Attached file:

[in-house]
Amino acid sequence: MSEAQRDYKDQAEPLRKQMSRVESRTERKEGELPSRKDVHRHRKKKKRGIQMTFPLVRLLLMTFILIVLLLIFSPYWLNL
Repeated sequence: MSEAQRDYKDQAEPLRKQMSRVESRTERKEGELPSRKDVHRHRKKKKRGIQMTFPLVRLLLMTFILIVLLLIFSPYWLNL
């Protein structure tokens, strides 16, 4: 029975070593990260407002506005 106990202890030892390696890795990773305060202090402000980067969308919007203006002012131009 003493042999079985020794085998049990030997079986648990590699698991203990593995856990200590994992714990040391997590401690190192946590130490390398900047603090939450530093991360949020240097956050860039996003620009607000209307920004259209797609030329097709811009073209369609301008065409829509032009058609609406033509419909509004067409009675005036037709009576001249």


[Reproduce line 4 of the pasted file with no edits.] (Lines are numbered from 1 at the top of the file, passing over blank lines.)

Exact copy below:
């Protein structure tokens, strides 16, 4: 029975070593990260407002506005 106990202890030892390696890795990773305060202090402000980067969308919007203006002012131009 003493042999079985020794085998049990030997079986648990590699698991203990593995856990200590994992714990040391997590401690190192946590130490390398900047603090939450530093991360949020240097956050860039996003620009607000209307920004259209797609030329097709811009073209369609301008065409829509032009058609609406033509419909509004067409009675005036037709009576001249």